PNG-8’s are:

  • Lossless
  • Images with up to 256 colors
  • Best for images with few colors, like vectors
  • Fine with vertical gradients

PNG-24’s are:

  • Lossless
  • Unlimited in color palette options
  • Best for images with few colors, like vectors
  • Best for images that need transparency
  • Never us a PNG for a photograph. The same photo saved as a PNG vs a JPEG of 75 quality can be more than 4 times the file size!


  • Are small file sizes that compress well
  • Scale perfectly for Retina screens (like iPads)
  • Scale to any size without losing clarity
  • Eliminate http requests so they loads faster
  • Are not supported by IE8

I won’t get into SVGs today because they could warrant a whole other post and frankly this post is long enough already. But SVG’s can be saved as incredibly small files without quality loss plus they’re completely responsive. So if you’re ready to dive in, Chris Coyier from CSS-Tricks has a pretty in-depth article on SVGs here.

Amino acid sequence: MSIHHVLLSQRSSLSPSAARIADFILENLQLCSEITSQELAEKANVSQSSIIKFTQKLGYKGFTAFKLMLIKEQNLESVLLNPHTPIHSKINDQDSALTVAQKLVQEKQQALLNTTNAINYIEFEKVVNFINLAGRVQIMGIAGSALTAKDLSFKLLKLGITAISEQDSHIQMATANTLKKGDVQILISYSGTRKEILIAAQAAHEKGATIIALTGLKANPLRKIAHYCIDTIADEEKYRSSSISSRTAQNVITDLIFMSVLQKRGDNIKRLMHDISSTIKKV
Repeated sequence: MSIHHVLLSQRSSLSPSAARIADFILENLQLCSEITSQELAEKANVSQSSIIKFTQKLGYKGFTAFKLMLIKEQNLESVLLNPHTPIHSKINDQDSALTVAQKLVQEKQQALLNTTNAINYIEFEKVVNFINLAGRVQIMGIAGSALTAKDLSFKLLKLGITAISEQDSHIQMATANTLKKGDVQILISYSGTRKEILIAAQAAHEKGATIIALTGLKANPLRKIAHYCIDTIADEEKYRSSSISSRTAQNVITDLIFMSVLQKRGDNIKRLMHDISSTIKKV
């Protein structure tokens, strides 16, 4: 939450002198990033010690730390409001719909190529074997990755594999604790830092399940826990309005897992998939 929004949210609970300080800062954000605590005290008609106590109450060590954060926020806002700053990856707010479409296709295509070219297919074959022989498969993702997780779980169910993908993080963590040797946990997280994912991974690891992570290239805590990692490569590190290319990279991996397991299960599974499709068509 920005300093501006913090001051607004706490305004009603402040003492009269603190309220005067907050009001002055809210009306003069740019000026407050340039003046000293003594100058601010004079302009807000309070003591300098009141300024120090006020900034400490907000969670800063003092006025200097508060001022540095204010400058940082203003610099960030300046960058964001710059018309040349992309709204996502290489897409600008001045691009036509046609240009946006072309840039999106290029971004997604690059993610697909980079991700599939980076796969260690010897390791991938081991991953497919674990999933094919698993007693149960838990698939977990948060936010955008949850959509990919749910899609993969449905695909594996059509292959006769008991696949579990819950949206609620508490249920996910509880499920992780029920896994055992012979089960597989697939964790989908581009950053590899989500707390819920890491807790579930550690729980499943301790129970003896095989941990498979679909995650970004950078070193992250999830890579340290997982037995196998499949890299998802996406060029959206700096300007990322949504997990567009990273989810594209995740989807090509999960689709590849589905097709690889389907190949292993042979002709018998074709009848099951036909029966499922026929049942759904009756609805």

WebP, JPEG XR, JPEG 2000:
These are relatively new image formats that will help with compression further, but the browser and device support is still rather limited so it’s probably best to wait on these for now.

Improve your page load time! Download this free Blog Image Performance Cheat Sheet now!

How to Save Your Images to Reduce Size without Skimping on Quality

I’m not gonna lie, the absolute BEST way to optimize your images, hands-down is by using Photoshop.* If you’re experiencing slow page loads and have a lot of images in your blog posts, the $20/month investment can be totally worth it. You can also check out GIMP which is a free, open-source variation of Photoshop, though I have never used it and can’t vouch for it.

If you literally cannot get Photoshop, don’t despair. There are still things you can do to drastically reduce the size of your files, so read on…